The Story of the Trabant
The Trabant is today’s undisputed cult car. It has been painted, built up for rallies, left in its original state, or altered beyond recognition into a rolling sculpture. Under Communist rule the Trabant was designed as a low cost car. With a full steel embargo from the West and from Russia, producing any car was a serious challenge. Built under conditions still hard to understand from a western perspective, it took as long as eight to ten years to receive this prized possession. Still the Trabant became the two-cycle, plastic bodied object of desire for anyone who hoped for their own personal transportation – a status symbol and an illusion of personal freedom.
After the fall of the wall, the Trabi was rejected and shunned by everyone, making it extremely cheap. It was literally sold for one single Mark. It became the instant choice of not only those of low-income, but also artists, students, and the cool and the underpaid. In their hands the Trabi was destined to rise to today’s art car status – a story totally unique in the automotive world.
The Trabi now reflects the creative spirit of it’s owners. The unique simplicity and charm of this car has spread across Europe, from Italy to Bulgaria, Zwickau to the UK, and surprisingly even Australia and New Zealand have Trabi enthusiasts and clubs to share their passion.
This film is based on three aspects of the story. The social changes that are woven into every part of this car, the fascination people have with the Trabi today, and on its incredible production history.
The social aspects are inseparable from this story and evident throughout the film. A strong theme in this story is the thirty-year separation and reunification of East and West. But even today The Wall still exists in many minds. The Trabi has become a bridge of acceptance, insight, humour, and information. This film will support and reflect these aspects of a reunited Europe.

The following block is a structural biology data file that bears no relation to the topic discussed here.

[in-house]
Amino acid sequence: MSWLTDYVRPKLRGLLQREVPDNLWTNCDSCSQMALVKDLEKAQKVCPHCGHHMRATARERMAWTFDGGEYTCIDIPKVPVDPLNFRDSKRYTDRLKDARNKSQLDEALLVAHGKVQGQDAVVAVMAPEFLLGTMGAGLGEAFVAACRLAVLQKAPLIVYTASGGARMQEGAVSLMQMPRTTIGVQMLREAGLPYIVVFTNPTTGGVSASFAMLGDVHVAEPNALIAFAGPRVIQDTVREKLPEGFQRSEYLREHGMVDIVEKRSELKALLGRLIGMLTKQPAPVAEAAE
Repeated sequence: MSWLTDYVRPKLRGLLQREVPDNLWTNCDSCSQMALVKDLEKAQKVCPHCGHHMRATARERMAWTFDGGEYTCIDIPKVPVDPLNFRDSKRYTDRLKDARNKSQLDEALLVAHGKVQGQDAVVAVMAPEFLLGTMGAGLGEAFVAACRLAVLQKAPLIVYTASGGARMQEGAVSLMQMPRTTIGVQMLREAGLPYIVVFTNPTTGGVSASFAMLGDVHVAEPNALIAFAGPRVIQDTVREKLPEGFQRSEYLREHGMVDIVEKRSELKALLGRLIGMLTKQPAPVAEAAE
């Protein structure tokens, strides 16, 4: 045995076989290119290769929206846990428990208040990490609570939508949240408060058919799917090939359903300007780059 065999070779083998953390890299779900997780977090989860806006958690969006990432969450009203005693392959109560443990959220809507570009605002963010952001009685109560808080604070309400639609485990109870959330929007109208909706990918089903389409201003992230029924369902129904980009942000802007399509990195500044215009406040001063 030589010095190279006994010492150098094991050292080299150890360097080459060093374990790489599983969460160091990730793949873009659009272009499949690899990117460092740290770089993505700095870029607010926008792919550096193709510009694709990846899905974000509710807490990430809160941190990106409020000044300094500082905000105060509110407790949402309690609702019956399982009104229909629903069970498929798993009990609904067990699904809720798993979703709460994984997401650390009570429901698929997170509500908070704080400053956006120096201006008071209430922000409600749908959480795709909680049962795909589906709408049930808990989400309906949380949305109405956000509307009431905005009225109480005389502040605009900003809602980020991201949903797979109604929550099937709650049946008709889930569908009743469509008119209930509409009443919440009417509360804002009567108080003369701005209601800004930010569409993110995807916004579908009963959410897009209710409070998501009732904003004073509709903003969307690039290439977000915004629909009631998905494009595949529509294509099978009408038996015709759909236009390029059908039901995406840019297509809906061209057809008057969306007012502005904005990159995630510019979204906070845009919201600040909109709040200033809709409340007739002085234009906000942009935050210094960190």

The people associated with rallies and gatherings certainly add colour and texture to the film. Between 20,000 and 35,000 people are expected to attend June 21st to the 23rd, this year at the largest Trabant festival held for three days each year. Merchandising is huge, parts, cars, conversions, poems, songs, and an endless supply of Trabi jokes are part of this culture. The owners are always as colourful and unique as their cars.
On the internet today, Trabi fans can find more than 500 sites for all possible and impossible aspects of Trabi enthusiasm. Parts made in the U.K., news, schedules, pictures, endless chat groups and even manuals in local dialects can be found.
Musicians paying tribute to the car have ranged from the East German Puhdys to the British super group U2. Recently U2 featured the car on their world-wide ”Achtung Baby” tour, prominently displaying Trabis as a source of stage lighting. The Trabi charm has gone world-wide.
The history of the Trabi is presented by those who worked and designed this car. Available to us are their private archives of pictures, films and other materials. Settings for these interviews vary from personal and quiet, to on location. They are shot on film for the depth and natural look it provides to the faces of those who have lived the story.